There is another reason not to change code besides Silvio’s point that there might not be time. Changing code introduces risk. Any change can introduce bugs, even while making the code more flexible. Even code that seems obviously incorrect might be providing a behaviour that the business relies on. If an area is already being changed then there will already be acceptance and regression plans in place. Any clean up efforts can be validated by the same tests.

    A drive-by refactoring of an area where change is not planned, on the other hand, can easily introduce defects not detected until much later. This will end up slowing the team down when the goal was to go faster. If there is no other work to do besides refactoring it is best to treat it as a scratch refactoring. Try out some wild ideas but the throw the changes away. When the opportunity does come up to change that code, you will probably know exactly the changes you’d like to make.

  • There’s definitely a high risk of a yak shaving escapade if you set off to clean up everything that you find while coding – it’s a judgement call to choose how far to go. I think more often than not teams I work with by default choose the easy option and do not shave enough yak.

    I find TODO comments a symptom of this – a colleague of mine once said that he was annoyed by TODOs, that they’re a statement of ‘I can’t be bothered doing this, I want YOU TODO this”.

    I love the ‘guilty bystander’ analogy btw.

  • @Dave – I think you’ve articulated better than I have the idea of ‘The first opportunity’ – the next time you use it seems to work quite nicely as a rule of thumb although I guess it would depend a lot on when that next time was. If it was while doing a production fix then I imagine we probabably wouldn’t want to do the refactoring at that stage since there’s a chance of introducing another problem into the code.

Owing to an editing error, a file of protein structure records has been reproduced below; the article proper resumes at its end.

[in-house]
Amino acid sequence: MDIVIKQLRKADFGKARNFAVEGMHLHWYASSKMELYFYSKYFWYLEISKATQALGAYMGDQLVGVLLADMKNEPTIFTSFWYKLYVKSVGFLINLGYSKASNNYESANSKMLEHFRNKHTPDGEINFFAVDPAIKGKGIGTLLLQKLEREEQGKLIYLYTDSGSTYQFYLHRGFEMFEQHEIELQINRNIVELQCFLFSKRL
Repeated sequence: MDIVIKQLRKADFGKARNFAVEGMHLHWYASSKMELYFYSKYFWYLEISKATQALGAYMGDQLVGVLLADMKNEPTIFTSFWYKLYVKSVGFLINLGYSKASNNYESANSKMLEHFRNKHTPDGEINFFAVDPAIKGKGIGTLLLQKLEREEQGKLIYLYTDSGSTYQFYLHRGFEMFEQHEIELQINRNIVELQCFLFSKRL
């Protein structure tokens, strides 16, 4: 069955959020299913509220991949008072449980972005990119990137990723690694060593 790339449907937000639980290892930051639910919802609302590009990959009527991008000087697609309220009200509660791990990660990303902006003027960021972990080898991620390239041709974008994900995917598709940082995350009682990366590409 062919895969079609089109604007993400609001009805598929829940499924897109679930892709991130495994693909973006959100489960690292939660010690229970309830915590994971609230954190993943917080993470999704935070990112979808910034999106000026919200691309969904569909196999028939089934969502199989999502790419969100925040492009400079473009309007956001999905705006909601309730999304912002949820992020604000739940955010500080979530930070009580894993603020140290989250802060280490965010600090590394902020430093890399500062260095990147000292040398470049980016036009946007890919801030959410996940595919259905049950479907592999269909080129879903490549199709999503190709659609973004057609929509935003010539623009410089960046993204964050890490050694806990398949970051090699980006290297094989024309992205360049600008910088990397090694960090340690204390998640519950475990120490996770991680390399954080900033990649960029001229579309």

Which then links to your idea that we can introduce bugs at any time when we change code.

    I don’t think I quite understand when we will and when we won’t experience gains by choosing to refactor an area.

    There are certainly smells in code that are really easy to see that indicate something should be done but like you say if we go and refactor an area that noone is currently working on then it might be pointless anyway.

    I wonder if we should look to spend more time refactoring code that is in the core domain or inside the green house to use the Eric Evans analogy?

    @Evan – I think like you I’d prefer the default to err on the side of overdoing the refactoring but being aware that we have that tendency so we can work out when we’ve gone too far instead of choosing the easy way and ending up with a code base that’s really difficult to work with.

    I’m not sure of my thinking of TODO – what you say makes a lot of sense & in our current code base we have so many TODOs it’s ridiculous.

    I think maybe it’s more a team discipline thing to make sure we do go and fix the code around the areas that are important to our progress.

  • Thinking about this more today, my opinion on it comes from a pretty specific context. It was a project where we were aiming for monthly releases, had only unit tests but no functional automated tests, a large code base with a lot of features, and generally high code quality. Changes required manual test effort from a team that was half the size of the total development team. The team was fairly enthusiastic about improving the code base; technical activities were not tightly controlled by management. Probably in another context, more cleanup or more effort to clean up would be a good thing.

    In either situation though, I think TODOs are pretty counterproductive. I agree with Evan, they are usually more of an order or command but without a defined person actually being commanded. I would rather people experiment with quick scratch refactorings to see how the code could be improved. A scratch refactoring should take 10 minutes or less. The time will come when the refactoring makes good sense in the context of a story being played and one of the ideas generated from the scratches can be done and committed.